Twenty-one people gathered with their friends and families at the federal courthouse in Elkins for their naturalization ceremony.
Those 21 people were as diverse as the countries they came from; 16 of them to be exact, from four continents. Each have their reasons for wanting American citizenship. For some, like Angelika Mowen, who moved to the U.S. from her native Turkmenistan, it offers a much greater level of freedom.
"I went through a very difficult past. I had a very different religion view that the majority of the people who live in my country, so I went through difficulties, and when I came to America it was a lot of opportunities for me," Mowen said.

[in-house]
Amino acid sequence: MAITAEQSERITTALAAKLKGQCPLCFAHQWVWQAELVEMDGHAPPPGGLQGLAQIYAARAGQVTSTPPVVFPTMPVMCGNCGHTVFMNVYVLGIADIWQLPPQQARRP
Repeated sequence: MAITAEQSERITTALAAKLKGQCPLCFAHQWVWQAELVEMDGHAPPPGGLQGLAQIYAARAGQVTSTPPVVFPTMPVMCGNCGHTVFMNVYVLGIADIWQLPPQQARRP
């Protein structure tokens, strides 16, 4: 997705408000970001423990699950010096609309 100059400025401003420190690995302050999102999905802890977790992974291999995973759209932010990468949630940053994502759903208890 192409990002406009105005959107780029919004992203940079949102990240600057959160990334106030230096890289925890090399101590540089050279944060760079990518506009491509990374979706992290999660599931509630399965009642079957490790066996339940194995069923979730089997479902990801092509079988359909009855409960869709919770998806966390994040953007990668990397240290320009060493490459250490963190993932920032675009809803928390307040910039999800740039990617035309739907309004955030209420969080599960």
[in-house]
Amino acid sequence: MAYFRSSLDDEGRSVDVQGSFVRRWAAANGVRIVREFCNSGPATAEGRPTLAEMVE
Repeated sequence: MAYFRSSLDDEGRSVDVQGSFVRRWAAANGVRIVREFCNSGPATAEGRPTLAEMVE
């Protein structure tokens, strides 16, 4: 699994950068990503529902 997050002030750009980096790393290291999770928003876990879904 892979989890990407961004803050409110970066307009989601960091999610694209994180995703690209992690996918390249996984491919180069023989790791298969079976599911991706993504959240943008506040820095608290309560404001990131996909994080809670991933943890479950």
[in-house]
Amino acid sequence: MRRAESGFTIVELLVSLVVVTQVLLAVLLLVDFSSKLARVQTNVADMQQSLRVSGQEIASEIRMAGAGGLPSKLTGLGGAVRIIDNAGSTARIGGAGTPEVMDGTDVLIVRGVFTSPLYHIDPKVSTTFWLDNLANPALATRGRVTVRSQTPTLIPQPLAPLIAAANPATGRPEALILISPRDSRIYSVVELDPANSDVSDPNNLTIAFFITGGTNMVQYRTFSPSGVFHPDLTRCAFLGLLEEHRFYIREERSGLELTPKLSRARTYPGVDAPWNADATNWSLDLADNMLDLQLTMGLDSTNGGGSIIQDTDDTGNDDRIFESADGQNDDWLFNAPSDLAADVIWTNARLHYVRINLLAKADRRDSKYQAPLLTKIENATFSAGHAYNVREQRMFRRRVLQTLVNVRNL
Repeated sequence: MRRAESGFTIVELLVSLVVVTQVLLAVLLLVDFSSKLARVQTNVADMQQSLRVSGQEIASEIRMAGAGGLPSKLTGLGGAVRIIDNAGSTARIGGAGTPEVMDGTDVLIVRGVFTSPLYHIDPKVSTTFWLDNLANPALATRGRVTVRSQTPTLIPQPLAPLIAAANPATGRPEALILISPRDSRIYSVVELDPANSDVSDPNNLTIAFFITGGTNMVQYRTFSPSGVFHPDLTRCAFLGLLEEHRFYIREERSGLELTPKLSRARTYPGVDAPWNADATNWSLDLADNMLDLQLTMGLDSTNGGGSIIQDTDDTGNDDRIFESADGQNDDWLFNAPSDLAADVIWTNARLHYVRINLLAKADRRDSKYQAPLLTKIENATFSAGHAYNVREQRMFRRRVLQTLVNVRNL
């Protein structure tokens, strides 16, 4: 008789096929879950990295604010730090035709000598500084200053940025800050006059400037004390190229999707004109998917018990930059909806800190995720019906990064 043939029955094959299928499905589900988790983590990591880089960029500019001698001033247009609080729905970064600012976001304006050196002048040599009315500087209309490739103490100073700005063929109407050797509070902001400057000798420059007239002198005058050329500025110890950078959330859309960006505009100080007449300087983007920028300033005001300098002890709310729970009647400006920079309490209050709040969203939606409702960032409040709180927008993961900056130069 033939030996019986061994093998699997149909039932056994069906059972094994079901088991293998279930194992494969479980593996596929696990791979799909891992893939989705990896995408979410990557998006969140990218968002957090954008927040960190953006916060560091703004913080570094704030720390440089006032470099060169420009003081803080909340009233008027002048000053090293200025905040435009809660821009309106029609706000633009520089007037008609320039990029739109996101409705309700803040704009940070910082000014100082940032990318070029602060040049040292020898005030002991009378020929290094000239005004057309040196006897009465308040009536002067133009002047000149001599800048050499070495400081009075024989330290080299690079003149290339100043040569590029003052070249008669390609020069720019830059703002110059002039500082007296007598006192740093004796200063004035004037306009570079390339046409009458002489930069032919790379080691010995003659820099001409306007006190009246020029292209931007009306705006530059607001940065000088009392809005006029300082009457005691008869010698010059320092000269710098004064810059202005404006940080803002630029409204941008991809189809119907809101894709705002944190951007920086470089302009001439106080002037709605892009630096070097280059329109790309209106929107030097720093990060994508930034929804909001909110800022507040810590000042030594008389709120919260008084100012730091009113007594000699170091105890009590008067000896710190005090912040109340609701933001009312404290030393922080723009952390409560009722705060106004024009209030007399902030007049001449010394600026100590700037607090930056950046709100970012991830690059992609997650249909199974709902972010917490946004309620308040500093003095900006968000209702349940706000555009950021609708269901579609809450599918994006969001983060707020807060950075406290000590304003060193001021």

Federal Judge John Preston Bailey presided over the ceremony in Elkins. While the new citizenship is a proud moment for each individual, he said it also helps to strengthen America, too.
"You get people with new ideas and new ways of looking at things and people to become citizens not only of the United States, but citizens of West Virginia and citizens of the towns and cities in which they've located," Bailey said.
Freelance journalist Jean Snedegar spoke to the new Americans at the end of the ceremony. Snedegar herself spent time working outside of the U.S., and said she understand how it feels to be a resident alien. She said she hopes they'll take advantage of their new privileges as Americans.
"Today is the day when they can do everything. They're a full citizen of the United States, and hopefully they'll take all that responsibility and vote," Snedegar said.